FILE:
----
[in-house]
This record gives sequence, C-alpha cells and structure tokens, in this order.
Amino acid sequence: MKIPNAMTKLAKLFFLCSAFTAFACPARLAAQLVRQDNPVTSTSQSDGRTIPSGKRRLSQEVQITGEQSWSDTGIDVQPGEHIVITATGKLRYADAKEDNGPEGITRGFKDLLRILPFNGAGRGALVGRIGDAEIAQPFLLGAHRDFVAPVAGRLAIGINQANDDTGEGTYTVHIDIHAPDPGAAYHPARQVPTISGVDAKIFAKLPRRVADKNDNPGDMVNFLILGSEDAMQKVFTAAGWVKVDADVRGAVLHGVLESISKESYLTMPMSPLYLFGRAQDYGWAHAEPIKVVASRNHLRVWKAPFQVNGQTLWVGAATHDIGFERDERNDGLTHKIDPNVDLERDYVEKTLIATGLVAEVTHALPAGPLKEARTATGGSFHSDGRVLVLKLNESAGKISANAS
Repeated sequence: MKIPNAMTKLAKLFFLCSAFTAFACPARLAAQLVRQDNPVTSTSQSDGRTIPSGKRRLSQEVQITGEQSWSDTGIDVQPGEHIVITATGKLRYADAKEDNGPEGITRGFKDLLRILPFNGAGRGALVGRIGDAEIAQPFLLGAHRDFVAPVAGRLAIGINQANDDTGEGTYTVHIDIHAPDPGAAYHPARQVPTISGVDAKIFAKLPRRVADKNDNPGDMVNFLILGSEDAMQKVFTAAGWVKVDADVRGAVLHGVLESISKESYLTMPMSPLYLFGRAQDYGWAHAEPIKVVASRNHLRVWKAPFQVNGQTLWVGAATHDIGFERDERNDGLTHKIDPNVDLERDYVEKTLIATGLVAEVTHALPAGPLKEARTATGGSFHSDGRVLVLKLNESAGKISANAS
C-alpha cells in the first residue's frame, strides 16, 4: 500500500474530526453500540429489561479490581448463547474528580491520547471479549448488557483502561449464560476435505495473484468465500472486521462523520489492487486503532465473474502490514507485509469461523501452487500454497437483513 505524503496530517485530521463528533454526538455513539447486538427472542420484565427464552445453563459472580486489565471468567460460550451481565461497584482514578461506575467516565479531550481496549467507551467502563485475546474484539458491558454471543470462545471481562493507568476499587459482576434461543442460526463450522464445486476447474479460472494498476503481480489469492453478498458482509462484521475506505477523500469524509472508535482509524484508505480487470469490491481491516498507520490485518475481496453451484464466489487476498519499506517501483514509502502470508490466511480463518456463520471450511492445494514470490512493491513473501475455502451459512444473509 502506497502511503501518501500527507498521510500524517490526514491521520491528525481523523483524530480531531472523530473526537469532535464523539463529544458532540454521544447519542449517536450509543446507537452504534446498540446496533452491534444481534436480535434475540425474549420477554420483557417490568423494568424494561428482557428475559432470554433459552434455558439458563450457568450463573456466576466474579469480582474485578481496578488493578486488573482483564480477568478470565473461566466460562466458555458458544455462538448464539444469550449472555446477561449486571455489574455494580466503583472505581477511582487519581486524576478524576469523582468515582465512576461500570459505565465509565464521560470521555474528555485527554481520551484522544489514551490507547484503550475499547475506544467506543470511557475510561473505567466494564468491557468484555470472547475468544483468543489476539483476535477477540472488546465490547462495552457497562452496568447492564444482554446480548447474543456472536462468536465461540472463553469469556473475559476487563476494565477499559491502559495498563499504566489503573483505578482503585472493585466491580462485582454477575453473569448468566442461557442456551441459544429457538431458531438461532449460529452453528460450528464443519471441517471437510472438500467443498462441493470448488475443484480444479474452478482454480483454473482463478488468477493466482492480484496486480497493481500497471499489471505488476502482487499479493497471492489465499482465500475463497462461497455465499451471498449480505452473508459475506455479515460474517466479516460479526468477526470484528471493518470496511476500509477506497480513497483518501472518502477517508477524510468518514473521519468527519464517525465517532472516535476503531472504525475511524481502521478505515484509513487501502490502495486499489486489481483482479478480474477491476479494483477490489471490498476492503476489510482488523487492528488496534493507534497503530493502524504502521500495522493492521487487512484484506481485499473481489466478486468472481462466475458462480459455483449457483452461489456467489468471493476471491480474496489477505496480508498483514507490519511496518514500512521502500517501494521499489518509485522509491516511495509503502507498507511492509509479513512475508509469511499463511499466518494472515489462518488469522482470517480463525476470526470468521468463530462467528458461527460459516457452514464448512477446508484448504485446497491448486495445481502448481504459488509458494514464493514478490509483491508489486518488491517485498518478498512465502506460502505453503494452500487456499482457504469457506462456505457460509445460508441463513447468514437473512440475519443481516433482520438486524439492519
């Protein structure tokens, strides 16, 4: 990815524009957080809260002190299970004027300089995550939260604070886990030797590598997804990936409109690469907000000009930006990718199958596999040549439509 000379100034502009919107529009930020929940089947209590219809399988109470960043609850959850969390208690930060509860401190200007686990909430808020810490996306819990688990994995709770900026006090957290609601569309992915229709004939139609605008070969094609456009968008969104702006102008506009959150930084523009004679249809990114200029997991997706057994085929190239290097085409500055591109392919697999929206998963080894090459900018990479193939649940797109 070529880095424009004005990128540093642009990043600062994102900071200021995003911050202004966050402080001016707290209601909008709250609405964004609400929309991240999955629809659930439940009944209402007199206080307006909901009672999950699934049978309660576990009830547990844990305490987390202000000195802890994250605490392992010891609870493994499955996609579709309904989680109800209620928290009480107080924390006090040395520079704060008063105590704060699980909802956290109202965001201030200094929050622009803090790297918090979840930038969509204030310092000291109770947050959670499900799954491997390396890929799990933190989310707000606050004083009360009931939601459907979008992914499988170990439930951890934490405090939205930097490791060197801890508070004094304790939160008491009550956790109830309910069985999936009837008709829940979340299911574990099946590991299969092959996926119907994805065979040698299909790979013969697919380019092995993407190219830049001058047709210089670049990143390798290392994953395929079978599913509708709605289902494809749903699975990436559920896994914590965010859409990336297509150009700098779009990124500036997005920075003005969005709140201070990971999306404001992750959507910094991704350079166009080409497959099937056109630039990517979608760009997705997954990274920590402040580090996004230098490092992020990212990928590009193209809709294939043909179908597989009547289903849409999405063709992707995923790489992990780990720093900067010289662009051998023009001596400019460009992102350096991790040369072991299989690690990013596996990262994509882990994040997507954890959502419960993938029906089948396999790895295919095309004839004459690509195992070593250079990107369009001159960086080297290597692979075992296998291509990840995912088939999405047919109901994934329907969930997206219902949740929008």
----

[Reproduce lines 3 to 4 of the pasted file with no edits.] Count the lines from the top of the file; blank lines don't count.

Amino acid sequence: MKIPNAMTKLAKLFFLCSAFTAFACPARLAAQLVRQDNPVTSTSQSDGRTIPSGKRRLSQEVQITGEQSWSDTGIDVQPGEHIVITATGKLRYADAKEDNGPEGITRGFKDLLRILPFNGAGRGALVGRIGDAEIAQPFLLGAHRDFVAPVAGRLAIGINQANDDTGEGTYTVHIDIHAPDPGAAYHPARQVPTISGVDAKIFAKLPRRVADKNDNPGDMVNFLILGSEDAMQKVFTAAGWVKVDADVRGAVLHGVLESISKESYLTMPMSPLYLFGRAQDYGWAHAEPIKVVASRNHLRVWKAPFQVNGQTLWVGAATHDIGFERDERNDGLTHKIDPNVDLERDYVEKTLIATGLVAEVTHALPAGPLKEARTATGGSFHSDGRVLVLKLNESAGKISANAS
Repeated sequence: MKIPNAMTKLAKLFFLCSAFTAFACPARLAAQLVRQDNPVTSTSQSDGRTIPSGKRRLSQEVQITGEQSWSDTGIDVQPGEHIVITATGKLRYADAKEDNGPEGITRGFKDLLRILPFNGAGRGALVGRIGDAEIAQPFLLGAHRDFVAPVAGRLAIGINQANDDTGEGTYTVHIDIHAPDPGAAYHPARQVPTISGVDAKIFAKLPRRVADKNDNPGDMVNFLILGSEDAMQKVFTAAGWVKVDADVRGAVLHGVLESISKESYLTMPMSPLYLFGRAQDYGWAHAEPIKVVASRNHLRVWKAPFQVNGQTLWVGAATHDIGFERDERNDGLTHKIDPNVDLERDYVEKTLIATGLVAEVTHALPAGPLKEARTATGGSFHSDGRVLVLKLNESAGKISANAS